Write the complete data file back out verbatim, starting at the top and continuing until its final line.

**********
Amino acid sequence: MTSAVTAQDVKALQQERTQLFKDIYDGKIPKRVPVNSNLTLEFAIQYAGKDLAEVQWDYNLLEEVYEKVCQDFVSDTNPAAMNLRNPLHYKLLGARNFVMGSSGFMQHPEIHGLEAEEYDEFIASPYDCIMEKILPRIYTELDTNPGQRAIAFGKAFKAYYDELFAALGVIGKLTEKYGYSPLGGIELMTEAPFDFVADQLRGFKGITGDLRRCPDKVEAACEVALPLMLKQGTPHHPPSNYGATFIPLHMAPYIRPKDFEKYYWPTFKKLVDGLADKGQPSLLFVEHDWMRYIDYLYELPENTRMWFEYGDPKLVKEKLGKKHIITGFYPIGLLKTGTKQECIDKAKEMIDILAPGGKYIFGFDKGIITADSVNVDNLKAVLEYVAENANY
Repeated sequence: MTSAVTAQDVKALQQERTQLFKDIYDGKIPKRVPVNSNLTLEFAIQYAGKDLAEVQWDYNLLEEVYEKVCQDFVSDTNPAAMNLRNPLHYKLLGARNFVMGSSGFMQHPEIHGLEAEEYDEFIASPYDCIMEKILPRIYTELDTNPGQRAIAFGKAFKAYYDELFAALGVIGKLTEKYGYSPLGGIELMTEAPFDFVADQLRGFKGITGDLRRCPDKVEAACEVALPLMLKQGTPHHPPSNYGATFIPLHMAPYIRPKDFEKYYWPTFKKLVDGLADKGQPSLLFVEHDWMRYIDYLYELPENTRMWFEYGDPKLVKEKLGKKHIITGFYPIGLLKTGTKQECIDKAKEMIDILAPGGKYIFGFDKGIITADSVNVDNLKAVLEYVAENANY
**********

Amino acid sequence: MTSAVTAQDVKALQQERTQLFKDIYDGKIPKRVPVNSNLTLEFAIQYAGKDLAEVQWDYNLLEEVYEKVCQDFVSDTNPAAMNLRNPLHYKLLGARNFVMGSSGFMQHPEIHGLEAEEYDEFIASPYDCIMEKILPRIYTELDTNPGQRAIAFGKAFKAYYDELFAALGVIGKLTEKYGYSPLGGIELMTEAPFDFVADQLRGFKGITGDLRRCPDKVEAACEVALPLMLKQGTPHHPPSNYGATFIPLHMAPYIRPKDFEKYYWPTFKKLVDGLADKGQPSLLFVEHDWMRYIDYLYELPENTRMWFEYGDPKLVKEKLGKKHIITGFYPIGLLKTGTKQECIDKAKEMIDILAPGGKYIFGFDKGIITADSVNVDNLKAVLEYVAENANY
Repeated sequence: MTSAVTAQDVKALQQERTQLFKDIYDGKIPKRVPVNSNLTLEFAIQYAGKDLAEVQWDYNLLEEVYEKVCQDFVSDTNPAAMNLRNPLHYKLLGARNFVMGSSGFMQHPEIHGLEAEEYDEFIASPYDCIMEKILPRIYTELDTNPGQRAIAFGKAFKAYYDELFAALGVIGKLTEKYGYSPLGGIELMTEAPFDFVADQLRGFKGITGDLRRCPDKVEAACEVALPLMLKQGTPHHPPSNYGATFIPLHMAPYIRPKDFEKYYWPTFKKLVDGLADKGQPSLLFVEHDWMRYIDYLYELPENTRMWFEYGDPKLVKEKLGKKHIITGFYPIGLLKTGTKQECIDKAKEMIDILAPGGKYIFGFDKGIITADSVNVDNLKAVLEYVAENANY